The waitress actually brought around a bucket with a few live crabs in it for us to pick out which one we wanted. A note on buying chilli crabs: we paid $75 for the whole crab and it was definitely the most expensive meal we had in Southeast Asia, but it's one of those things you have to try. At least the beer was cheap.  



This was the aftermath of the chilli crab consumption. You really can't be self conscious when you're constantly licking your fingers and wiping chilli sauce from your mouth.


As well as street-side restaurants and stalls, the infamous Hawker centres offer a variety of cuisines, including Chinese, Malay, Indian, Indonesian and much more. Singapore isn't known as the cheapest place in all of Southeast Asia, but most of the dishes we had were usually less than $5.

Maxwell Food Centre--one of the city's best hawker centres and right down the street from our hostel--has more than 100 stalls and is open 24 hours a day. It was also featured on Anthony Bourdain's "No Reservations." You don't argue with Bourdain as this sign pinned next to one of the stalls pointed out:



I went there! Like he says in the video, "if you love food, this might just be the best place on earth." There was something so simple about the dish of boiled chicken and white rice. The hawker centres are sweaty, people are pushy and good luck finding a table, but man, there's definitely something about the experience (and the signature "Chicken Rice"). After six weeks in Asia I had consumed more white rice than I could ever have imagined.


I don't normally like to go to the same food place twice while traveling, but we had to go back to the Maxwell Centre the next night to try another stall. This time we had duck over noodles that was a little too drenched in sauce for my liking, but with those prices you can't complain.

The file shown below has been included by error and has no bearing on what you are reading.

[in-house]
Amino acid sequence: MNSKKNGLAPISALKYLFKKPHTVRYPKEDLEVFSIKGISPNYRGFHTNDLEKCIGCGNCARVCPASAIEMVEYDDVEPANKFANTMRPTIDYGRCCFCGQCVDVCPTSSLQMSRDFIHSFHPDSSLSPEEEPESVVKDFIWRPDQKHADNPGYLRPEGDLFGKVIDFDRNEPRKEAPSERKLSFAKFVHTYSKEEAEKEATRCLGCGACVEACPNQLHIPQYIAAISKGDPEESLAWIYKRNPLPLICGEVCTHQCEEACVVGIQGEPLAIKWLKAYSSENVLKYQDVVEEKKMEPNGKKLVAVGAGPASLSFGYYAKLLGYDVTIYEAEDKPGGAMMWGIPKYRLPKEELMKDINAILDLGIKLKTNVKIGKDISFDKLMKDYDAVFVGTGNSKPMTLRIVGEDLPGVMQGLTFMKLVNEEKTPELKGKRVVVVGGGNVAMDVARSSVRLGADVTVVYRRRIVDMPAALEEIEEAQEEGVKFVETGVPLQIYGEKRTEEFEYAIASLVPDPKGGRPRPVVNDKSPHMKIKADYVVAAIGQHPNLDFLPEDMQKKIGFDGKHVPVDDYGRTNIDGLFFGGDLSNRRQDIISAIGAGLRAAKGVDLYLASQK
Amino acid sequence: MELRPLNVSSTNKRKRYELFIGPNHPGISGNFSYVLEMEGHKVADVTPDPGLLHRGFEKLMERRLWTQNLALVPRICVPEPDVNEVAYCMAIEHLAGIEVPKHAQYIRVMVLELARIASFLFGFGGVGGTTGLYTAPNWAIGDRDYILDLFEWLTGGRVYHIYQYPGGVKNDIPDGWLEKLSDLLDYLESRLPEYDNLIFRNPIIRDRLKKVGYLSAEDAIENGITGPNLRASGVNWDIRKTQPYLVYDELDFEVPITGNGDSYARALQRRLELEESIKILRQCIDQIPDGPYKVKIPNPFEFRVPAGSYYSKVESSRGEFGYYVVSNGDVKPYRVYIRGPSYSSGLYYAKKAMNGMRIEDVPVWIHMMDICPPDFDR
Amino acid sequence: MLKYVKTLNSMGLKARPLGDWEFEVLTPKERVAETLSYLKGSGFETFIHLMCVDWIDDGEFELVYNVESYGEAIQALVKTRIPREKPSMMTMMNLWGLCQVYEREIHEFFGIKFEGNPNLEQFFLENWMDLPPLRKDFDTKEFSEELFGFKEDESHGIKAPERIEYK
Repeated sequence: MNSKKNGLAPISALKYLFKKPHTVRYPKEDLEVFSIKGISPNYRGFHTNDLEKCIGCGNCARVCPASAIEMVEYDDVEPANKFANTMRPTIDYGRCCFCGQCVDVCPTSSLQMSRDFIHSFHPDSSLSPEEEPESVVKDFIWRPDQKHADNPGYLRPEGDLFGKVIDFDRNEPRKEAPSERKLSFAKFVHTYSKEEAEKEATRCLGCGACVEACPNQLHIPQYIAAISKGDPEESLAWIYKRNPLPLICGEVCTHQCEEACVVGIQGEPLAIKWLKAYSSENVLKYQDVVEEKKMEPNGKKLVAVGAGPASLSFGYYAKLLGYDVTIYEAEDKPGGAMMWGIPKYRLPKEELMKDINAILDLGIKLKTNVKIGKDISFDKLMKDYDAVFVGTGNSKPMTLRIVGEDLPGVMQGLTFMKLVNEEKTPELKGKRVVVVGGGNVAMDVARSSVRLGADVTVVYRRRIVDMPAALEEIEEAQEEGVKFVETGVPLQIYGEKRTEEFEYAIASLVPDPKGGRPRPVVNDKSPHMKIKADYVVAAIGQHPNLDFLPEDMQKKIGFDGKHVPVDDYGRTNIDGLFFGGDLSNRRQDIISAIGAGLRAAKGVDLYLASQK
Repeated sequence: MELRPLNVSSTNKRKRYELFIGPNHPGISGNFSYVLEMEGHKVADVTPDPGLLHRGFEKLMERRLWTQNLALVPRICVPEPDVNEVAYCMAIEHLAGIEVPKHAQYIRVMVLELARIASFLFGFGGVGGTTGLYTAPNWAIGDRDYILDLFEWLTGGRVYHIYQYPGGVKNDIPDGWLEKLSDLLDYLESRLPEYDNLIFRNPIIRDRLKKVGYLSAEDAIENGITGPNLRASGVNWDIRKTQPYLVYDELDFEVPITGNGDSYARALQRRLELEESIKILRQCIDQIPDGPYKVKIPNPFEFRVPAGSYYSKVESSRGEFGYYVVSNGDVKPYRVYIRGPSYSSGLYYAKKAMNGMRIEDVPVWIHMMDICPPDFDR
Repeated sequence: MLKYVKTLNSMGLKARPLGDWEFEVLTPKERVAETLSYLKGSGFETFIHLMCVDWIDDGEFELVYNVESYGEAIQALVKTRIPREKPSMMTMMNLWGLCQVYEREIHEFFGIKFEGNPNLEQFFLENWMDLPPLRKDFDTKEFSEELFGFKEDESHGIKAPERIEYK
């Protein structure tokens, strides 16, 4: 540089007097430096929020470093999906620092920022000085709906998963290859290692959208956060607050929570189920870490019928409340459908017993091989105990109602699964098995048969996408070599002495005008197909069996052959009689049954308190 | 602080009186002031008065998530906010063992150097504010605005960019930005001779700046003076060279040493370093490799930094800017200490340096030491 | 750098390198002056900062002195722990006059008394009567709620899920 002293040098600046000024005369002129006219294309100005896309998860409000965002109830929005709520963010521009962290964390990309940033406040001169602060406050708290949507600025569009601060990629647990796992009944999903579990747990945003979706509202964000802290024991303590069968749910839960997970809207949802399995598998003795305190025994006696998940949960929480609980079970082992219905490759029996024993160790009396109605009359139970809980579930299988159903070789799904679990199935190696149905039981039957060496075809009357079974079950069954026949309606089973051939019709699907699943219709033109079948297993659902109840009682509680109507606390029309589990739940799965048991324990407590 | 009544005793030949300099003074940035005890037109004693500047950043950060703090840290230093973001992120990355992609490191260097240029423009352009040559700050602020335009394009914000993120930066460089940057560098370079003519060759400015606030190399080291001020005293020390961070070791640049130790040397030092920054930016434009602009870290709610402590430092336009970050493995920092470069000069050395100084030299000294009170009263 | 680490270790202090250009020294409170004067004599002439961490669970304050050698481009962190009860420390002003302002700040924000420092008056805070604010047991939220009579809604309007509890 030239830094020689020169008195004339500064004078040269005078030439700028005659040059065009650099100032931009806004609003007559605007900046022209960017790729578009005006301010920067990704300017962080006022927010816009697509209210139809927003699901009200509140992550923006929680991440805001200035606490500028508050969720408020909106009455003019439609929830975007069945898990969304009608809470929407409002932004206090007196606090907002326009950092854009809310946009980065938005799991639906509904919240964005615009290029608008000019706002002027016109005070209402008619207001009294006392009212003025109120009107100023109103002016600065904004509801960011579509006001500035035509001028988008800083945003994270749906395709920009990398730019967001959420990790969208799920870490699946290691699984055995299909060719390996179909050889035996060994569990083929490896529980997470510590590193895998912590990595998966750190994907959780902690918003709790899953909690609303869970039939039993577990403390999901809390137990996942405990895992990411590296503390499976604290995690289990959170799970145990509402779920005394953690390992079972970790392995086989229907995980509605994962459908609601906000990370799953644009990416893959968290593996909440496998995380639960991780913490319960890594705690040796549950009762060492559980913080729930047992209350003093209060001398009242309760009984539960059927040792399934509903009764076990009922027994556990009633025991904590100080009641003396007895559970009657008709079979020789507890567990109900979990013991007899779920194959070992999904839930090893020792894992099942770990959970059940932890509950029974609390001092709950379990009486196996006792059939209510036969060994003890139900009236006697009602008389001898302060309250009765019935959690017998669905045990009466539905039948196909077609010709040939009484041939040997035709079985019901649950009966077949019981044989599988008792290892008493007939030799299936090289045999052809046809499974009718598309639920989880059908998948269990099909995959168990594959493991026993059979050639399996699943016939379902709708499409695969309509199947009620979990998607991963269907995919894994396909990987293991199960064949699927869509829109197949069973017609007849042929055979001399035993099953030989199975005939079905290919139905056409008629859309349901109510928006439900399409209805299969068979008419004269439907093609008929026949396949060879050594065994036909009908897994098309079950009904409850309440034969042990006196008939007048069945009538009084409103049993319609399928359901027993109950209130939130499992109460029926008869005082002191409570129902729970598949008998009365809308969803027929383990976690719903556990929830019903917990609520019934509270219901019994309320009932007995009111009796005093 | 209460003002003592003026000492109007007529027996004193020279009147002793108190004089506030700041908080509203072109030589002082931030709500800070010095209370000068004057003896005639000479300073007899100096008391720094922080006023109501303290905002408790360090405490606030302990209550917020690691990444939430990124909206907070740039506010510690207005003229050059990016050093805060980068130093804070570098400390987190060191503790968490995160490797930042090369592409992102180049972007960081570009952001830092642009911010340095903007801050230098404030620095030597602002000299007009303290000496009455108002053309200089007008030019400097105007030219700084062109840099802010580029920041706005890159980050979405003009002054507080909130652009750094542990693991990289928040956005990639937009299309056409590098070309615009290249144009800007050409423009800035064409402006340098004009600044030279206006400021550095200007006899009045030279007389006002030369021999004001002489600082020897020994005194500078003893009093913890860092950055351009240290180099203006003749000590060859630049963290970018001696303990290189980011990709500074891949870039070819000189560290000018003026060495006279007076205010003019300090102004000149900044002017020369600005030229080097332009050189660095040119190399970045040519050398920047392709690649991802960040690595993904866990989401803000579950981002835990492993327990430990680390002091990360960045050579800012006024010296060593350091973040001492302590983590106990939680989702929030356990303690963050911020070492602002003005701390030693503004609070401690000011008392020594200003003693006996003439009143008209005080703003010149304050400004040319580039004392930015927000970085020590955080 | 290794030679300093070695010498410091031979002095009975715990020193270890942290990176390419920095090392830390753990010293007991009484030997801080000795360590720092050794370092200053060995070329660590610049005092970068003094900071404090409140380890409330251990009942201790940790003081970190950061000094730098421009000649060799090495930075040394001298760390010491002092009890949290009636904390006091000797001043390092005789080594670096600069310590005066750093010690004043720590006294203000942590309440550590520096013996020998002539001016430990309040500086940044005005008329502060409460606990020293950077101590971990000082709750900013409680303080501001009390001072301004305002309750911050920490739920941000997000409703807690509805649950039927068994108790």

They have also redefined the food court over there. Like Bourdain says, "where in America the food court is the nexus of all things generic and awful, in Singapore, these open-to-the-street food centres, coffee shops and hawker centres offer a near limitless variety of Malay, Chinese and Indian dishes." Pictured below is a Chinese seafood soup served with white rice and a Korean bibimbap with various condiments; just an example of the variety of cuisines offered.


There are also limitless options when it comes to desserts. In the VivaCity food court after a trip to Sentosa Island, I had a snow cone-like concoctions with different flavours of ice syrup, creamed corn, condensed milk, red beans and jello. It was a strange and colourful dessert that somehow all worked together.

Singapore is a warm place. Actually, it's downright sweltering, especially in the summer months. So I appreciated the refreshing ice and jelly desserts as well. My favourite flavour combination that I found was lemongrass and aloe vera jelly. Somehow if I made these things at home they would seem strange, but here, it somehow works and its an appreciation of being creative with simple flavours and ingredients.


(Photo one: source; Photo two: source)


There are so many weird and wonderful things in Singapore that just seem so normal to everyone else. Maybe we take ourselves too seriously in North America. Where else in the world could food court and fast food be the best food around? And who mixes beans, jello and syrups together over ice?! Singapore is a mishmash of different cultures, styles and eras that could at first seem odd all smushed together on one island, but somehow that’s the charm of the place.